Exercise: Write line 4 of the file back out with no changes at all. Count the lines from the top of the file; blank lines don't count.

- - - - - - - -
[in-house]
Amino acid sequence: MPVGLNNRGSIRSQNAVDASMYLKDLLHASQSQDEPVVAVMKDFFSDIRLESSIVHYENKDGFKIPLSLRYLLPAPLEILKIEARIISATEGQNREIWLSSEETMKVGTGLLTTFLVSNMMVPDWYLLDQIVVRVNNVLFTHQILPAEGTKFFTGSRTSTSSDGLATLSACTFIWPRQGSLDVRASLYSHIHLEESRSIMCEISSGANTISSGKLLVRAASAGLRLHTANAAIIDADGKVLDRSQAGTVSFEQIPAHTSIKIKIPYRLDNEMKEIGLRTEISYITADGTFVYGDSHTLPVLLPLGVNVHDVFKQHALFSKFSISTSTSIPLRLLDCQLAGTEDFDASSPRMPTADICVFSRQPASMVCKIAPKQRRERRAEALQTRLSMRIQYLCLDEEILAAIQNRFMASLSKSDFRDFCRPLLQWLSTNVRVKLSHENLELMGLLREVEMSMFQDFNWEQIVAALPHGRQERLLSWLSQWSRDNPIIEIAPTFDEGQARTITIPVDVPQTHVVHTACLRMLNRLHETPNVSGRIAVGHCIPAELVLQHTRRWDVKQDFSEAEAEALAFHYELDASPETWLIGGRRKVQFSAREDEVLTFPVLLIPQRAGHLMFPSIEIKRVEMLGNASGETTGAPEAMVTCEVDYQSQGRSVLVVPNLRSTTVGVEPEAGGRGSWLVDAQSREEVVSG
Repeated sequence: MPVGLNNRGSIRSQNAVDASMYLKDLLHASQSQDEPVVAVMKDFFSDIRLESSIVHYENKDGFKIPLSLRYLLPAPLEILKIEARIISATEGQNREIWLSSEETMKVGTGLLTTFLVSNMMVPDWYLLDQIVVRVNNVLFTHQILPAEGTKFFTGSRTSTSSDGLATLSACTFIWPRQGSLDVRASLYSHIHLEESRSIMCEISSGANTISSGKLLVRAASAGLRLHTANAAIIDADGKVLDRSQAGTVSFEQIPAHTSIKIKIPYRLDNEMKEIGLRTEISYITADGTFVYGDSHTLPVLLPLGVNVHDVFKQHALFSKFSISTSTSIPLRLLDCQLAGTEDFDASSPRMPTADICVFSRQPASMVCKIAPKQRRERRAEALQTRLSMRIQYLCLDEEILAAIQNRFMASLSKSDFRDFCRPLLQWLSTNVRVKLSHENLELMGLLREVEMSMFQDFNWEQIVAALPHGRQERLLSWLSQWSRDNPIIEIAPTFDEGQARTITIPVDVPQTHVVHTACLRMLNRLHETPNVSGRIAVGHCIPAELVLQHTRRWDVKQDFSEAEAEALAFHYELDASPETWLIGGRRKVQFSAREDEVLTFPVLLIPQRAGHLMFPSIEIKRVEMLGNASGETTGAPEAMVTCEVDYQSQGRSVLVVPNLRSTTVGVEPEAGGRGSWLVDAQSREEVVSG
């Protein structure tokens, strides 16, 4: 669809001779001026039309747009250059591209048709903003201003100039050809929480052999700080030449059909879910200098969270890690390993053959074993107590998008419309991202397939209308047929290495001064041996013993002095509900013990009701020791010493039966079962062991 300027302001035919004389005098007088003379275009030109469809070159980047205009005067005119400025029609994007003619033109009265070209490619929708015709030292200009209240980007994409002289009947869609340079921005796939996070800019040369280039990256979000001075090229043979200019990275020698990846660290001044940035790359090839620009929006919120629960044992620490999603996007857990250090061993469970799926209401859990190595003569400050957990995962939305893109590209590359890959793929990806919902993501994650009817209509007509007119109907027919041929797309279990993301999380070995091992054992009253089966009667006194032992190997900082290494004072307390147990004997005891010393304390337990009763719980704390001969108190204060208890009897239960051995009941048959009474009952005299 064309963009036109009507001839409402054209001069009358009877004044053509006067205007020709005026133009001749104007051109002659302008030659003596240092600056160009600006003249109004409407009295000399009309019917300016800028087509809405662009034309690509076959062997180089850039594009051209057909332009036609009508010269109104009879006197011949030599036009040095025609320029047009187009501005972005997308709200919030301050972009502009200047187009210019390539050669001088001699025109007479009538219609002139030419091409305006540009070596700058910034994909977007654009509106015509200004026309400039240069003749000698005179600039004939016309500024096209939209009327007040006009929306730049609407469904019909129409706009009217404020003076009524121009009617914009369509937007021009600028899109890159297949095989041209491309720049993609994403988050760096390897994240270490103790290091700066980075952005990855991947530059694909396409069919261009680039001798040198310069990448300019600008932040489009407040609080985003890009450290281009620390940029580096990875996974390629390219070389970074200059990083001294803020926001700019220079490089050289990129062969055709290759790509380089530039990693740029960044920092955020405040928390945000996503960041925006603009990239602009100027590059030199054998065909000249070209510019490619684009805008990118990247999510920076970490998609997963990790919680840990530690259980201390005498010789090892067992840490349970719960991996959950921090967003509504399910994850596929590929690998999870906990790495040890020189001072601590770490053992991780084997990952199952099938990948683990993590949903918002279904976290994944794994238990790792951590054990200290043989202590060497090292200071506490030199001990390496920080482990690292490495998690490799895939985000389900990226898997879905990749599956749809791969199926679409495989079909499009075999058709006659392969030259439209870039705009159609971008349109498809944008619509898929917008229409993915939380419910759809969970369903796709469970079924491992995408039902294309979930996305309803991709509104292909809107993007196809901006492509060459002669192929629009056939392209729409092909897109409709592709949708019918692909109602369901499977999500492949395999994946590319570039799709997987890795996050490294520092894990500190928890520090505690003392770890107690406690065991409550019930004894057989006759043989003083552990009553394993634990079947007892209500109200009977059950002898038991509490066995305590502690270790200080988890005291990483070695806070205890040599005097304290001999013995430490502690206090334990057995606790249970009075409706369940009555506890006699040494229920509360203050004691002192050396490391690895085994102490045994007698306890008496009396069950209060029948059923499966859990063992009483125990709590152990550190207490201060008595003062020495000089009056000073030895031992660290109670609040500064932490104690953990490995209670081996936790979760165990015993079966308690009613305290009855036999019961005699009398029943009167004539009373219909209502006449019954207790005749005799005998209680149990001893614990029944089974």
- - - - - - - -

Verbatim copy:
């Protein structure tokens, strides 16, 4: 669809001779001026039309747009250059591209048709903003201003100039050809929480052999700080030449059909879910200098969270890690390993053959074993107590998008419309991202397939209308047929290495001064041996013993002095509900013990009701020791010493039966079962062991 300027302001035919004389005098007088003379275009030109469809070159980047205009005067005119400025029609994007003619033109009265070209490619929708015709030292200009209240980007994409002289009947869609340079921005796939996070800019040369280039990256979000001075090229043979200019990275020698990846660290001044940035790359090839620009929006919120629960044992620490999603996007857990250090061993469970799926209401859990190595003569400050957990995962939305893109590209590359890959793929990806919902993501994650009817209509007509007119109907027919041929797309279990993301999380070995091992054992009253089966009667006194032992190997900082290494004072307390147990004997005891010393304390337990009763719980704390001969108190204060208890009897239960051995009941048959009474009952005299 064309963009036109009507001839409402054209001069009358009877004044053509006067205007020709005026133009001749104007051109002659302008030659003596240092600056160009600006003249109004409407009295000399009309019917300016800028087509809405662009034309690509076959062997180089850039594009051209057909332009036609009508010269109104009879006197011949030599036009040095025609320029047009187009501005972005997308709200919030301050972009502009200047187009210019390539050669001088001699025109007479009538219609002139030419091409305006540009070596700058910034994909977007654009509106015509200004026309400039240069003749000698005179600039004939016309500024096209939209009327007040006009929306730049609407469904019909129409706009009217404020003076009524121009009617914009369509937007021009600028899109890159297949095989041209491309720049993609994403988050760096390897994240270490103790290091700066980075952005990855991947530059694909396409069919261009680039001798040198310069990448300019600008932040489009407040609080985003890009450290281009620390940029580096990875996974390629390219070389970074200059990083001294803020926001700019220079490089050289990129062969055709290759790509380089530039990693740029960044920092955020405040928390945000996503960041925006603009990239602009100027590059030199054998065909000249070209510019490619684009805008990118990247999510920076970490998609997963990790919680840990530690259980201390005498010789090892067992840490349970719960991996959950921090967003509504399910994850596929590929690998999870906990790495040890020189001072601590770490053992991780084997990952199952099938990948683990993590949903918002279904976290994944794994238990790792951590054990200290043989202590060497090292200071506490030199001990390496920080482990690292490495998690490799895939985000389900990226898997879905990749599956749809791969199926679409495989079909499009075999058709006659392969030259439209870039705009159609971008349109498809944008619509898929917008229409993915939380419910759809969970369903796709469970079924491992995408039902294309979930996305309803991709509104292909809107993007196809901006492509060459002669192929629009056939392209729409092909897109409709592709949708019918692909109602369901499977999500492949395999994946590319570039799709997987890795996050490294520092894990500190928890520090505690003392770890107690406690065991409550019930004894057989006759043989003083552990009553394993634990079947007892209500109200009977059950002898038991509490066995305590502690270790200080988890005291990483070695806070205890040599005097304290001999013995430490502690206090334990057995606790249970009075409706369940009555506890006699040494229920509360203050004691002192050396490391690895085994102490045994007698306890008496009396069950209060029948059923499966859990063992009483125990709590152990550190207490201060008595003062020495000089009056000073030895031992660290109670609040500064932490104690953990490995209670081996936790979760165990015993079966308690009613305290009855036999019961005699009398029943009167004539009373219909209502006449019954207790005749005799005998209680149990001893614990029944089974």